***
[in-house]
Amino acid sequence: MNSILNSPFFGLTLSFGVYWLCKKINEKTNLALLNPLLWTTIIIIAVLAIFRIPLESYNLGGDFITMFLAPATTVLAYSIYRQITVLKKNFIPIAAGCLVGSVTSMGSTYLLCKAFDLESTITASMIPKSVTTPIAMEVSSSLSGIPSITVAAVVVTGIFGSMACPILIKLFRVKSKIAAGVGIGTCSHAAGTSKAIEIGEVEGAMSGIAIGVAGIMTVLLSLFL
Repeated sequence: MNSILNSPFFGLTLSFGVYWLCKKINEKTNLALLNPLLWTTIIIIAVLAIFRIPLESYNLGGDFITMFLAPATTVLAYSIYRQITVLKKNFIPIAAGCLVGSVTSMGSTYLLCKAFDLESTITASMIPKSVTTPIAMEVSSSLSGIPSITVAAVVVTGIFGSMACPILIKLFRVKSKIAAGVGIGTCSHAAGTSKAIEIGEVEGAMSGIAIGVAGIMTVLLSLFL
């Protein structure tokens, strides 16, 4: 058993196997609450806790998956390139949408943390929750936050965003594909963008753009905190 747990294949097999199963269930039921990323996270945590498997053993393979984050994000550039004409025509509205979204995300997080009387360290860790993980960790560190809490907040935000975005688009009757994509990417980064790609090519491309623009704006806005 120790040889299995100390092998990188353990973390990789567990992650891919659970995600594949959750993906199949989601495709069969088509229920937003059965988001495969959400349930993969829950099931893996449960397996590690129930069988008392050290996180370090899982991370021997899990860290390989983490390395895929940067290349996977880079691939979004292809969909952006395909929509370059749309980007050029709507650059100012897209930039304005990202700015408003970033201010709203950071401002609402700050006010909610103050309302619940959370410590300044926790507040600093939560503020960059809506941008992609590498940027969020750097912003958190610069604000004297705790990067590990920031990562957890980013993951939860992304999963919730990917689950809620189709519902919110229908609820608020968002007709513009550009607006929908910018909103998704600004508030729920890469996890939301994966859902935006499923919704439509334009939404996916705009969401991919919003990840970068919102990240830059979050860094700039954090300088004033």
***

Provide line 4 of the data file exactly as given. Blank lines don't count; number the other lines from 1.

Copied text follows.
């Protein structure tokens, strides 16, 4: 058993196997609450806790998956390139949408943390929750936050965003594909963008753009905190 747990294949097999199963269930039921990323996270945590498997053993393979984050994000550039004409025509509205979204995300997080009387360290860790993980960790560190809490907040935000975005688009009757994509990417980064790609090519491309623009704006806005 120790040889299995100390092998990188353990973390990789567990992650891919659970995600594949959750993906199949989601495709069969088509229920937003059965988001495969959400349930993969829950099931893996449960397996590690129930069988008392050290996180370090899982991370021997899990860290390989983490390395895929940067290349996977880079691939979004292809969909952006395909929509370059749309980007050029709507650059100012897209930039304005990202700015408003970033201010709203950071401002609402700050006010909610103050309302619940959370410590300044926790507040600093939560503020960059809506941008992609590498940027969020750097912003958190610069604000004297705790990067590990920031990562957890980013993951939860992304999963919730990917689950809620189709519902919110229908609820608020968002007709513009550009607006929908910018909103998704600004508030729920890469996890939301994966859902935006499923919704439509334009939404996916705009969401991919919003990840970068919102990240830059979050860094700039954090300088004033």